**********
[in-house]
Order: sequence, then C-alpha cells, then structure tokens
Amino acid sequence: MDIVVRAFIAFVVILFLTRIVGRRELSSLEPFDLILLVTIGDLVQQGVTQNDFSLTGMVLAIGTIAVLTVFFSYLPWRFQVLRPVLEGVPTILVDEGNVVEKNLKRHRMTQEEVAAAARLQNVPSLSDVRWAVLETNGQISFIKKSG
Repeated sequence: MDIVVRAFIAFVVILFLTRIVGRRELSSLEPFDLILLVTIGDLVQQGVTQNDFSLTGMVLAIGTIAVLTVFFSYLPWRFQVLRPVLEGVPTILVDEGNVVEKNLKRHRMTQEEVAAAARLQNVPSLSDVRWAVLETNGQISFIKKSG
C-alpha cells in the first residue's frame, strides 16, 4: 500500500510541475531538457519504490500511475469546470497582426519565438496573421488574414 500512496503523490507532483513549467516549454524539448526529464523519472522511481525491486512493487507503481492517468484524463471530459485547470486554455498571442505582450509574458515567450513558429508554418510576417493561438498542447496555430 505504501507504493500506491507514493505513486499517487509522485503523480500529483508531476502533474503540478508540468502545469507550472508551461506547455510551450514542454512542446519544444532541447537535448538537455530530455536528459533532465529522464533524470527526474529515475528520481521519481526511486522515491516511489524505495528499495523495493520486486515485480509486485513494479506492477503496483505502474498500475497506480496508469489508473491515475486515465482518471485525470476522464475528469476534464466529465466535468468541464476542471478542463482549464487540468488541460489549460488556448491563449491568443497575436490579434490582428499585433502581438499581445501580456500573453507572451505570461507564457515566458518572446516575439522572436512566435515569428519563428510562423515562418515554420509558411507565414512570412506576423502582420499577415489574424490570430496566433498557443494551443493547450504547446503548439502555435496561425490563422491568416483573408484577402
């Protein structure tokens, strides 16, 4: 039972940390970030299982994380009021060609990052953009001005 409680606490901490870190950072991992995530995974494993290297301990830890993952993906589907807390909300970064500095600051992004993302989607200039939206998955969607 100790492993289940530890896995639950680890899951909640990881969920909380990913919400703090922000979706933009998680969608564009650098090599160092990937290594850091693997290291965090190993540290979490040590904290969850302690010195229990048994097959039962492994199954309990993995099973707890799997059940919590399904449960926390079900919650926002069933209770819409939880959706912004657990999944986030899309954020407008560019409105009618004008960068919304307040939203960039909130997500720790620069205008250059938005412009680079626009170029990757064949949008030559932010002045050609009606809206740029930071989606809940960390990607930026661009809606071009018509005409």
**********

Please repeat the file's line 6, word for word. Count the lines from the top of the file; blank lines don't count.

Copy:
């Protein structure tokens, strides 16, 4: 039972940390970030299982994380009021060609990052953009001005 409680606490901490870190950072991992995530995974494993290297301990830890993952993906589907807390909300970064500095600051992004993302989607200039939206998955969607 100790492993289940530890896995639950680890899951909640990881969920909380990913919400703090922000979706933009998680969608564009650098090599160092990937290594850091693997290291965090190993540290979490040590904290969850302690010195229990048994097959039962492994199954309990993995099973707890799997059940919590399904449960926390079900919650926002069933209770819409939880959706912004657990999944986030899309954020407008560019409105009618004008960068919304307040939203960039909130997500720790620069205008250059938005412009680079626009170029990757064949949008030559932010002045050609009606809206740029930071989606809940960390990607930026661009809606071009018509005409």